Ten minutes later, as Squinter handed over the plasters to the till girl, his fist wrapped in his bloody shirt tail, it was clear she thought that he was an armed robber who’d been shot in the abdomen, so Squinter paid quickly (not easy with one hand) and fled up the escalator to the toilets on the first floor.
It was a messy clean-up job. Squinter tried to flush away all the bloody tissue, but the cistern wouldn’t fill up quickly enough, so he had to leave it for a while while he went to the sink to examine the wound for the first time, perhaps the most daunting part of the ordeal. It wasn’t pretty. Tracing a crescent across the top of the fingertip was a deep gash which gaped open at every touch and poured more claret down the plughole. And while the wound had been throbbing a bit, the pain was nothing compared to the agony brought about by the running of cold water on the finger.

So there’s Squinter crouched over a bloody sink, dripping into the plughole when in walks a bloke with his six- or seven-year-old daughter by the hand. The man obviously thought a murder was being cleaned up. But if he thought he would find refuge in the toilet cubicle that Squinter had just vacated, he was badly mistaken. Spooked beyond endurance by the bloody tissue in the pan, he exited at speed, daughter in tow. If you’re reading this, fella, sorry about that.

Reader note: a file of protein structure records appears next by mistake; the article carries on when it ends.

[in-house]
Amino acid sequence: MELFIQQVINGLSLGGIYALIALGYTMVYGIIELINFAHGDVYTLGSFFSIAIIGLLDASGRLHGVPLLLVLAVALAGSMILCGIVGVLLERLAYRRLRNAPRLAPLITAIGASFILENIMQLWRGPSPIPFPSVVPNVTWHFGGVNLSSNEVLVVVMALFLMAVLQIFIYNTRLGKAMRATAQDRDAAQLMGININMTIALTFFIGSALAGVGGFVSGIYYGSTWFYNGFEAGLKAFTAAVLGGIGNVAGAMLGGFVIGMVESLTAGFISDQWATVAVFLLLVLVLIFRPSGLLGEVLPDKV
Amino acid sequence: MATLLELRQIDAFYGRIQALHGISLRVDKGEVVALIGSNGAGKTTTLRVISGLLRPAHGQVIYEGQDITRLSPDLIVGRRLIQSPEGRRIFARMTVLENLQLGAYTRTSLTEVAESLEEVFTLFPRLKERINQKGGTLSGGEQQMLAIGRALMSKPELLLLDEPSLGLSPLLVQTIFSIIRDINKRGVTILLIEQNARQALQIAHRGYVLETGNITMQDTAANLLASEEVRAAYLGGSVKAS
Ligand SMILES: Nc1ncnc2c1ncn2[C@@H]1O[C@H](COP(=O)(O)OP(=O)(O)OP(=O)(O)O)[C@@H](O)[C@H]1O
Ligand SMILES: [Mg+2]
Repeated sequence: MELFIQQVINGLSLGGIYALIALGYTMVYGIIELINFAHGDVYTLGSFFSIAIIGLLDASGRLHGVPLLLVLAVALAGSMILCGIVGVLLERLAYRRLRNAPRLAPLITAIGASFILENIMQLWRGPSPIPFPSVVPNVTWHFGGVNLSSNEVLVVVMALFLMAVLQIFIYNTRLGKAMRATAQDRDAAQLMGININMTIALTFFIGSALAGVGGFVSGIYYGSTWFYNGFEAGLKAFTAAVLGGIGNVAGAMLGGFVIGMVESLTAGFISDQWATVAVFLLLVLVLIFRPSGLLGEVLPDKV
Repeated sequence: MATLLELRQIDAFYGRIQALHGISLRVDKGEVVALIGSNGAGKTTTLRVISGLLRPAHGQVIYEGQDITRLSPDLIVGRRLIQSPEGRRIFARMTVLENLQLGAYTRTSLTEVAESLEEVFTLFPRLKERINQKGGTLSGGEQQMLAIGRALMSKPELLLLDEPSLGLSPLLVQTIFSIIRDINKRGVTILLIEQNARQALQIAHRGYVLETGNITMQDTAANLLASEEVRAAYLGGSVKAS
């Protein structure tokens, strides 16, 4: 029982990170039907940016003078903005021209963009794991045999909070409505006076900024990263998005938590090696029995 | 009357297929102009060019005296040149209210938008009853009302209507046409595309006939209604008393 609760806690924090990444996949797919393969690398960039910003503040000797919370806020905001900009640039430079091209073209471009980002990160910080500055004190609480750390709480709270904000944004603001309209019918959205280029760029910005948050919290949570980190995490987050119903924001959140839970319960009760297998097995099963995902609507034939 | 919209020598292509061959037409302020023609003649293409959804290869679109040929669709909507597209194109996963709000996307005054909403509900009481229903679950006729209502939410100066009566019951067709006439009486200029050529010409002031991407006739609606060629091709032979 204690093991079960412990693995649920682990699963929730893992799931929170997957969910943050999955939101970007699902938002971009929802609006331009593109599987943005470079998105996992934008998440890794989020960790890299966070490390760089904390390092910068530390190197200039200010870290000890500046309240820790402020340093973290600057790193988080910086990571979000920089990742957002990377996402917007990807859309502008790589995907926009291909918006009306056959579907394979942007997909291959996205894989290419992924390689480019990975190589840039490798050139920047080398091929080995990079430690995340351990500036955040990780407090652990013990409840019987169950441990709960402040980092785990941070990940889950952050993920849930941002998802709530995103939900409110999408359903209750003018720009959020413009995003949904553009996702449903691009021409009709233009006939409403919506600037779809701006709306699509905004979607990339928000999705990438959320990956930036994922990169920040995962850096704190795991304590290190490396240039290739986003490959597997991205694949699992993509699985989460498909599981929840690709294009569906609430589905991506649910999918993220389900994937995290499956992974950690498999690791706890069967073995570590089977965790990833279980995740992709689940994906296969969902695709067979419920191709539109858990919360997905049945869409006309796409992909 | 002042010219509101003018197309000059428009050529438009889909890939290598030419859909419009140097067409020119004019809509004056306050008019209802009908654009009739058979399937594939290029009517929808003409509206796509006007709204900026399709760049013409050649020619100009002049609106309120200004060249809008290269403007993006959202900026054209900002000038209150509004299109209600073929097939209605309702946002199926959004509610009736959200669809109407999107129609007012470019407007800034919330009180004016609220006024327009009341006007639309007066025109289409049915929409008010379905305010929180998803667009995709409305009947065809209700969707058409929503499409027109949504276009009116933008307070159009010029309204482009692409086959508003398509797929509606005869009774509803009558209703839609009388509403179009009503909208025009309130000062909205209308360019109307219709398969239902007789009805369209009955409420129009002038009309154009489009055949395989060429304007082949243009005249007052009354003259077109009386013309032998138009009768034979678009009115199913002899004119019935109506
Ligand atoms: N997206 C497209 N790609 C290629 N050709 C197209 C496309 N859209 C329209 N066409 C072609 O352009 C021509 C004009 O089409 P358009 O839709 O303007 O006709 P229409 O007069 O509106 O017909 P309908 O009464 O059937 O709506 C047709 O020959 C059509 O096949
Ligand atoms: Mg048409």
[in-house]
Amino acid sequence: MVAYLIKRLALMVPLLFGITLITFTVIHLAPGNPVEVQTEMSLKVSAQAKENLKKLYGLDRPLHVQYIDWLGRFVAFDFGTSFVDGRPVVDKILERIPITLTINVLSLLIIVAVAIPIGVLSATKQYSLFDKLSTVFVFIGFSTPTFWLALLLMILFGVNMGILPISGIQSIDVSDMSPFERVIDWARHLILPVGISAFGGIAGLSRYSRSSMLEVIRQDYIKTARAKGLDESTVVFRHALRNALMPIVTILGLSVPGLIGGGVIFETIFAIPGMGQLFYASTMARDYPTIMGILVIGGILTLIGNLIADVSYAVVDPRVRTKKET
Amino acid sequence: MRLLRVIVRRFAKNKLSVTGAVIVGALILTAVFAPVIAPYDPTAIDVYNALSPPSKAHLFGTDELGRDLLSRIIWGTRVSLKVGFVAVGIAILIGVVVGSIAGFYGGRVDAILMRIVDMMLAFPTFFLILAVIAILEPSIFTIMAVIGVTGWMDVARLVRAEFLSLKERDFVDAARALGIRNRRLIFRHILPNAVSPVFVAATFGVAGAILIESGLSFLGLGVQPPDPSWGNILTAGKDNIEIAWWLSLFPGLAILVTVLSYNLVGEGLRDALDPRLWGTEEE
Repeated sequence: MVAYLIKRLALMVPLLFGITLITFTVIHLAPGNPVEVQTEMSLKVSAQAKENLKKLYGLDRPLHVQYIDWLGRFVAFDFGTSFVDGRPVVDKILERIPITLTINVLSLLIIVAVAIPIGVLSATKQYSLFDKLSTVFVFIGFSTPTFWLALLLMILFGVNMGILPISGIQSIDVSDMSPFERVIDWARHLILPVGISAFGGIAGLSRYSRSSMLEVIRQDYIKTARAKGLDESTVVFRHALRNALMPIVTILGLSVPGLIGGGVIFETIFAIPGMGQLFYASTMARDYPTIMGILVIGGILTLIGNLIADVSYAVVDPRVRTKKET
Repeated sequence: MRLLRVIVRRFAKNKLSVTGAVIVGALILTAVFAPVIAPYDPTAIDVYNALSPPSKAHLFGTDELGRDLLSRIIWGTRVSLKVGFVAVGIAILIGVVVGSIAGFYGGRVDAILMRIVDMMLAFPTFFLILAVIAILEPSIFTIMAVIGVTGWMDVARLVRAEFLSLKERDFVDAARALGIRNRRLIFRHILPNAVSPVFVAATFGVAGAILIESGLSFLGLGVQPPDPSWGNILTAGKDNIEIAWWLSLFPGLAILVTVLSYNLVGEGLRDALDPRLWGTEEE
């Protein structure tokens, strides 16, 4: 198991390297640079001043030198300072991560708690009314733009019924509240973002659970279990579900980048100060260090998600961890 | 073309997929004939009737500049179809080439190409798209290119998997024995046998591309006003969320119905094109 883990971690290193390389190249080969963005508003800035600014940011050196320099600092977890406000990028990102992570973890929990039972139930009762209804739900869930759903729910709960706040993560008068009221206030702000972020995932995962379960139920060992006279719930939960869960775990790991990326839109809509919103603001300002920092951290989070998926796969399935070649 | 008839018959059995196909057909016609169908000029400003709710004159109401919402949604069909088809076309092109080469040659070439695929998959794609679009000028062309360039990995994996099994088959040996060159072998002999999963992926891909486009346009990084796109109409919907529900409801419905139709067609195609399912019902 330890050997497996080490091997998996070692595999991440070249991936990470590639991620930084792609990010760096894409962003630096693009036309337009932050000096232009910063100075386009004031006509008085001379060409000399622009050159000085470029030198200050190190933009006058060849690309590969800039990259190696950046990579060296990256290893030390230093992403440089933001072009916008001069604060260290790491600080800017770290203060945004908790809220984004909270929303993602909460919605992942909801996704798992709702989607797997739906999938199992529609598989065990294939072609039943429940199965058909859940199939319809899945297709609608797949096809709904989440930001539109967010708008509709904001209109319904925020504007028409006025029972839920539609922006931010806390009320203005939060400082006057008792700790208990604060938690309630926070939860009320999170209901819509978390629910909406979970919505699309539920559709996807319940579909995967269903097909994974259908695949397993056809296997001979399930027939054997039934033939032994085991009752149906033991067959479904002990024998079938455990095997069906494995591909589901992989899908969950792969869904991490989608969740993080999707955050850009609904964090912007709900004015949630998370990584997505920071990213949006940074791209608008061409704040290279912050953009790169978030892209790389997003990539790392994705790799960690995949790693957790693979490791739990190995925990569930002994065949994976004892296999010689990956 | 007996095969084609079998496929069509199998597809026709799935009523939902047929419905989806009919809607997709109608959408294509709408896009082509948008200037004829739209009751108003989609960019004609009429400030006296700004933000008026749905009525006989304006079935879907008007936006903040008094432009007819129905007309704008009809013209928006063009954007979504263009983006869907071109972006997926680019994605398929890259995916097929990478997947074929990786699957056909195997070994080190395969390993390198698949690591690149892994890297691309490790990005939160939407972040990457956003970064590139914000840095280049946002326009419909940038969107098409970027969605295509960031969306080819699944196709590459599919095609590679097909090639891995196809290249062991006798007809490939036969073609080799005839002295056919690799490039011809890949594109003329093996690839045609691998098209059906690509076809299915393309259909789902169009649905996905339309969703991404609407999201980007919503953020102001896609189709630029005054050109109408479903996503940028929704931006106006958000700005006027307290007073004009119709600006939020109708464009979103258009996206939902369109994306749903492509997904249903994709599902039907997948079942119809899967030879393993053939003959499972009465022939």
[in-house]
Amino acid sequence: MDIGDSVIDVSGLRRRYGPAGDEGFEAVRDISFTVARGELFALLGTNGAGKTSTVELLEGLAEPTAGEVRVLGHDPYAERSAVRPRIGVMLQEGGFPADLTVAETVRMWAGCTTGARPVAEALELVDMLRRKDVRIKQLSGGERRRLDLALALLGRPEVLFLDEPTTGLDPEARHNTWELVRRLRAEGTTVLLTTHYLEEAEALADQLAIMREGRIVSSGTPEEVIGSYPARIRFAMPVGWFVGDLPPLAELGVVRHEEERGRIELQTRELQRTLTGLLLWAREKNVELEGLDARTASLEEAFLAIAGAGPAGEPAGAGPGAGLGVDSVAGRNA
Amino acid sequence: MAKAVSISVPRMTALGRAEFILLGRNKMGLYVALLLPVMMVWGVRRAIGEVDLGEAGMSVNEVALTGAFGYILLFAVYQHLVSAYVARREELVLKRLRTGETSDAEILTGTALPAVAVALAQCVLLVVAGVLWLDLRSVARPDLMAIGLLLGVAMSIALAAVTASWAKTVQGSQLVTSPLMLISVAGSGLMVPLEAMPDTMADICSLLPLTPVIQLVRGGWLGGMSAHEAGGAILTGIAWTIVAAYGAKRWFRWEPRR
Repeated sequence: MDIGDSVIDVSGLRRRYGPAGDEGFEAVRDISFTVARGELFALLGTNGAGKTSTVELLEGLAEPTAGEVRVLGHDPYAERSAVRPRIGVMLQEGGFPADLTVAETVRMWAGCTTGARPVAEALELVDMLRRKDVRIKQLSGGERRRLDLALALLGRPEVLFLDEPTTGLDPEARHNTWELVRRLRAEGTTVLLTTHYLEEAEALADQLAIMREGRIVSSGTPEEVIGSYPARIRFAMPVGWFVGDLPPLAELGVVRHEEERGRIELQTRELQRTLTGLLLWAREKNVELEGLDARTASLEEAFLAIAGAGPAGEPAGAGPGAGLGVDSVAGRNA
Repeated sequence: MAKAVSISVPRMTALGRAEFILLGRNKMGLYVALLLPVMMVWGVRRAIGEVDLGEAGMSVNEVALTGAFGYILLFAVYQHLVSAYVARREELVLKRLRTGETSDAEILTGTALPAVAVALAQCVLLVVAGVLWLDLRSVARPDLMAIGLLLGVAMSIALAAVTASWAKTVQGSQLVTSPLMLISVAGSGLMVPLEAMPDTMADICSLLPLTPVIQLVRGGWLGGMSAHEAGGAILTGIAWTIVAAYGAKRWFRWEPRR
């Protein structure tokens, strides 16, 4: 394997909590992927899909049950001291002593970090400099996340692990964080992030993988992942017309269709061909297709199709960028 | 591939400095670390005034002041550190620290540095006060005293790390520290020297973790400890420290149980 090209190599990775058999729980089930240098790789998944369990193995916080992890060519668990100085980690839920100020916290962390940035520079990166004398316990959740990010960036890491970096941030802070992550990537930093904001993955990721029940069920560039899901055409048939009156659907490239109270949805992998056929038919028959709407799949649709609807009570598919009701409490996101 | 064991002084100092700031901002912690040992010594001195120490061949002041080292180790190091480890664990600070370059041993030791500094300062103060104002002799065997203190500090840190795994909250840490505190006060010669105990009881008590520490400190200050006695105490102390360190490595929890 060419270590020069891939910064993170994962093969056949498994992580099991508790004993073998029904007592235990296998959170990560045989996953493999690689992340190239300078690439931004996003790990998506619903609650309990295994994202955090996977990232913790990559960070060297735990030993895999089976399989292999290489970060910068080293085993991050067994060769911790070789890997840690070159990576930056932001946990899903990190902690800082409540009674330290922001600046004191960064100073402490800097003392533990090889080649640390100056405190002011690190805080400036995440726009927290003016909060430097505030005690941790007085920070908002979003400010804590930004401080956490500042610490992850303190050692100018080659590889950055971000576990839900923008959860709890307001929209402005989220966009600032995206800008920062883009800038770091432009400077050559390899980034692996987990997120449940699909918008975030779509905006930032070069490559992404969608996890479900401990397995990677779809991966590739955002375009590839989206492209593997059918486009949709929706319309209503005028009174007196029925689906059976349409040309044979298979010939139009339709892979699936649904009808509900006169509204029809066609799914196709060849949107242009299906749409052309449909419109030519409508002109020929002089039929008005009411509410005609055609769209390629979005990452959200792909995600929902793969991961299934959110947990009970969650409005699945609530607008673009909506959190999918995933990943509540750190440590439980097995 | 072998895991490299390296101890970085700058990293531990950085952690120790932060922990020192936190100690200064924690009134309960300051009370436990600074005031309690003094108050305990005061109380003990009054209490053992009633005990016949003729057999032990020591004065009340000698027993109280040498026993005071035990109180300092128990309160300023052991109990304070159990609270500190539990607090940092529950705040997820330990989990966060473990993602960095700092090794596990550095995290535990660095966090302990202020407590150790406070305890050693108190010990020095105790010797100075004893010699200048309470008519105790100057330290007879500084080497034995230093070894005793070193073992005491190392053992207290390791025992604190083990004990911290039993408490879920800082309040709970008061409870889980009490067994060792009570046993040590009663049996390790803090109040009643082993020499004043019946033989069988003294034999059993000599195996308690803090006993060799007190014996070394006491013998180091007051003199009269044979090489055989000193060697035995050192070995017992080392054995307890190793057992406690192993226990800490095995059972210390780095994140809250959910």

A few minutes later things were looking up considerably. Two plasters around the fingertip were slowly turning pink, it’s true, but the geyser had been corked and Squinter was able to make his way back to the car (leaving the toilets the way he found them, needless to say). And as he drove home, dried blood all over the coat, shirt, trousers, gearstick and floormats, Squinter ruefully chalked it up as one more scar to talk about when the conversation flags in the pub. And as he opened the door and put a foot on the stairs to go upstairs to wash and change, a cheery voice came from the kitchen, “Any luck, love?”